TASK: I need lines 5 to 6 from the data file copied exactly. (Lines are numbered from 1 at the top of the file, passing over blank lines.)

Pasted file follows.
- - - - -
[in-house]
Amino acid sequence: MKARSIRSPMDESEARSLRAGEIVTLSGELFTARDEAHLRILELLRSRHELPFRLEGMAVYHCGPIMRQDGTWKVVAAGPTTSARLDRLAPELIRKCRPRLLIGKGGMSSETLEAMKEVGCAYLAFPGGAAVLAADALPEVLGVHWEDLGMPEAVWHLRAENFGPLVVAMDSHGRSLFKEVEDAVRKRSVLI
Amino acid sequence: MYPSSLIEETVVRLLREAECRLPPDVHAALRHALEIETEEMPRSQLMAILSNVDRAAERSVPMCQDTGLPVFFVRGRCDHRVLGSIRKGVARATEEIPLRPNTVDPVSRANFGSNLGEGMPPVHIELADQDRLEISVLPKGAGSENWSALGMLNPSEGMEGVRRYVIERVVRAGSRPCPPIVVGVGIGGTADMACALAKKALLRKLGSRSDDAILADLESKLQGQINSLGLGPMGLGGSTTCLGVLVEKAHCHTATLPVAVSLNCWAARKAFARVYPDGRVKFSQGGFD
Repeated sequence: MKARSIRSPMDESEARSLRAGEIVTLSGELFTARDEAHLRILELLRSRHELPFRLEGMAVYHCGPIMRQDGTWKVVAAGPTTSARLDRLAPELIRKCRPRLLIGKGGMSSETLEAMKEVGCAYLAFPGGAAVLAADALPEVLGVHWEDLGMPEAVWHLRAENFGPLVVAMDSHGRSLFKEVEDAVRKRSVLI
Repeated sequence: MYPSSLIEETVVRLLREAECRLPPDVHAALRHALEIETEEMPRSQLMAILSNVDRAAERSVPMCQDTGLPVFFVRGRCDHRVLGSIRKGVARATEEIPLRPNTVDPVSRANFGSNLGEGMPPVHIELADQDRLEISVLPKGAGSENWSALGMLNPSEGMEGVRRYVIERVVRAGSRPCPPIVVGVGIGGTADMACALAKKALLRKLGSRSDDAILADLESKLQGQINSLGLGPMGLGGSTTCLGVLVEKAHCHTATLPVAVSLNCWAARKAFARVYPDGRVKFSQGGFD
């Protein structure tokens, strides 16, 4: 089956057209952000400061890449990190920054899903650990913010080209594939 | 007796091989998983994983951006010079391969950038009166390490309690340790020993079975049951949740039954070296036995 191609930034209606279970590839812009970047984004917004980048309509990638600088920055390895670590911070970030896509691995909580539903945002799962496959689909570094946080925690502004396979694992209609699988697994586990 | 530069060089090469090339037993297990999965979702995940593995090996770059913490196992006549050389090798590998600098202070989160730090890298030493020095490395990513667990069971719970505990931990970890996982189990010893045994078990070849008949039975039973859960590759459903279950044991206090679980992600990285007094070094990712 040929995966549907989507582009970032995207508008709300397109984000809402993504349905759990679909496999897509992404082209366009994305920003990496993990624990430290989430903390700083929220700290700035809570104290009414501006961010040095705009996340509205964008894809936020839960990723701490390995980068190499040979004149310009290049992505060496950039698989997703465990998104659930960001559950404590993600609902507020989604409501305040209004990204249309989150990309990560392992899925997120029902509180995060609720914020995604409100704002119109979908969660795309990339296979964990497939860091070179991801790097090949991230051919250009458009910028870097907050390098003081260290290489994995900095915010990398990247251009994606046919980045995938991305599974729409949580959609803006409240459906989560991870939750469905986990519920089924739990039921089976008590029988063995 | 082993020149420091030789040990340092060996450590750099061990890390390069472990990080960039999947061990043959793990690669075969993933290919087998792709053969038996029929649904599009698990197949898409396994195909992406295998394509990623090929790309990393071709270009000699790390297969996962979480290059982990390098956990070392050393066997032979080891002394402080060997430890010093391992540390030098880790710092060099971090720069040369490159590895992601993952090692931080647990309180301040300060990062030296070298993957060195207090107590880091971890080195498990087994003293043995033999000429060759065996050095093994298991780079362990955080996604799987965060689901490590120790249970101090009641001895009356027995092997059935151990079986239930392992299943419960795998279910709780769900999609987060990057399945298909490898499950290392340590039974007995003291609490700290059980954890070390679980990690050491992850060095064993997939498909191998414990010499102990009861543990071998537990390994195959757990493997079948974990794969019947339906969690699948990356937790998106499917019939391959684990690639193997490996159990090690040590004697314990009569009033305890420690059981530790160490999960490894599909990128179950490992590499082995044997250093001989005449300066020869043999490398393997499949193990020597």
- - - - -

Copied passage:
Repeated sequence: MYPSSLIEETVVRLLREAECRLPPDVHAALRHALEIETEEMPRSQLMAILSNVDRAAERSVPMCQDTGLPVFFVRGRCDHRVLGSIRKGVARATEEIPLRPNTVDPVSRANFGSNLGEGMPPVHIELADQDRLEISVLPKGAGSENWSALGMLNPSEGMEGVRRYVIERVVRAGSRPCPPIVVGVGIGGTADMACALAKKALLRKLGSRSDDAILADLESKLQGQINSLGLGPMGLGGSTTCLGVLVEKAHCHTATLPVAVSLNCWAARKAFARVYPDGRVKFSQGGFD
């Protein structure tokens, strides 16, 4: 089956057209952000400061890449990190920054899903650990913010080209594939 | 007796091989998983994983951006010079391969950038009166390490309690340790020993079975049951949740039954070296036995 191609930034209606279970590839812009970047984004917004980048309509990638600088920055390895670590911070970030896509691995909580539903945002799962496959689909570094946080925690502004396979694992209609699988697994586990 | 530069060089090469090339037993297990999965979702995940593995090996770059913490196992006549050389090798590998600098202070989160730090890298030493020095490395990513667990069971719970505990931990970890996982189990010893045994078990070849008949039975039973859960590759459903279950044991206090679980992600990285007094070094990712 040929995966549907989507582009970032995207508008709300397109984000809402993504349905759990679909496999897509992404082209366009994305920003990496993990624990430290989430903390700083929220700290700035809570104290009414501006961010040095705009996340509205964008894809936020839960990723701490390995980068190499040979004149310009290049992505060496950039698989997703465990998104659930960001559950404590993600609902507020989604409501305040209004990204249309989150990309990560392992899925997120029902509180995060609720914020995604409100704002119109979908969660795309990339296979964990497939860091070179991801790097090949991230051919250009458009910028870097907050390098003081260290290489994995900095915010990398990247251009994606046919980045995938991305599974729409949580959609803006409240459906989560991870939750469905986990519920089924739990039921089976008590029988063995 | 082993020149420091030789040990340092060996450590750099061990890390390069472990990080960039999947061990043959793990690669075969993933290919087998792709053969038996029929649904599009698990197949898409396994195909992406295998394509990623090929790309990393071709270009000699790390297969996962979480290059982990390098956990070392050393066997032979080891002394402080060997430890010093391992540390030098880790710092060099971090720069040369490159590895992601993952090692931080647990309180301040300060990062030296070298993957060195207090107590880091971890080195498990087994003293043995033999000429060759065996050095093994298991780079362990955080996604799987965060689901490590120790249970101090009641001895009356027995092997059935151990079986239930392992299943419960795998279910709780769900999609987060990057399945298909490898499950290392340590039974007995003291609490700290059980954890070390679980990690050491992850060095064993997939498909191998414990010499102990009861543990071998537990390994195959757990493997079948974990794969019947339906969690699948990356937790998106499917019939391959684990690639193997490996159990090690040590004697314990009569009033305890420690059981530790160490999960490894599909990128179950490992590499082995044997250093001989005449300066020869043999490398393997499949193990020597």